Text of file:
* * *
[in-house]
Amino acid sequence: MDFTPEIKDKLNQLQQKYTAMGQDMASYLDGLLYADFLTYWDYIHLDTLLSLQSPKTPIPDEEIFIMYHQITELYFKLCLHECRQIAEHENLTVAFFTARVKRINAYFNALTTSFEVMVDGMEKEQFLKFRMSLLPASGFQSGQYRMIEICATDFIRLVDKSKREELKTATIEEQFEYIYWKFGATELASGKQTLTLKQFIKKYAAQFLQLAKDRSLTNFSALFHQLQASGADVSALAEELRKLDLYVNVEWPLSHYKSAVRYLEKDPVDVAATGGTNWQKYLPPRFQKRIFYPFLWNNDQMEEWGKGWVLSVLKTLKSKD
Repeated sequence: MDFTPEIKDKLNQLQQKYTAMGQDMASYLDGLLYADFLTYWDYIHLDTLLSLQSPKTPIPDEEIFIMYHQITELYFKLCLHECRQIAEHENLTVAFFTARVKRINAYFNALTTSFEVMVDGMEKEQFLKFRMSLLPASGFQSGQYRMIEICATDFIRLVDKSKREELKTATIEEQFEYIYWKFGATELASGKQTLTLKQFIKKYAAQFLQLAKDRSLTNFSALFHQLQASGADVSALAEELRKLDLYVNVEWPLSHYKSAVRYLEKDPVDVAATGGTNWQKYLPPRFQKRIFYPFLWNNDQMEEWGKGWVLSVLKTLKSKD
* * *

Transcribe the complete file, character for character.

[in-house]
Amino acid sequence: MDFTPEIKDKLNQLQQKYTAMGQDMASYLDGLLYADFLTYWDYIHLDTLLSLQSPKTPIPDEEIFIMYHQITELYFKLCLHECRQIAEHENLTVAFFTARVKRINAYFNALTTSFEVMVDGMEKEQFLKFRMSLLPASGFQSGQYRMIEICATDFIRLVDKSKREELKTATIEEQFEYIYWKFGATELASGKQTLTLKQFIKKYAAQFLQLAKDRSLTNFSALFHQLQASGADVSALAEELRKLDLYVNVEWPLSHYKSAVRYLEKDPVDVAATGGTNWQKYLPPRFQKRIFYPFLWNNDQMEEWGKGWVLSVLKTLKSKD
Repeated sequence: MDFTPEIKDKLNQLQQKYTAMGQDMASYLDGLLYADFLTYWDYIHLDTLLSLQSPKTPIPDEEIFIMYHQITELYFKLCLHECRQIAEHENLTVAFFTARVKRINAYFNALTTSFEVMVDGMEKEQFLKFRMSLLPASGFQSGQYRMIEICATDFIRLVDKSKREELKTATIEEQFEYIYWKFGATELASGKQTLTLKQFIKKYAAQFLQLAKDRSLTNFSALFHQLQASGADVSALAEELRKLDLYVNVEWPLSHYKSAVRYLEKDPVDVAATGGTNWQKYLPPRFQKRIFYPFLWNNDQMEEWGKGWVLSVLKTLKSKD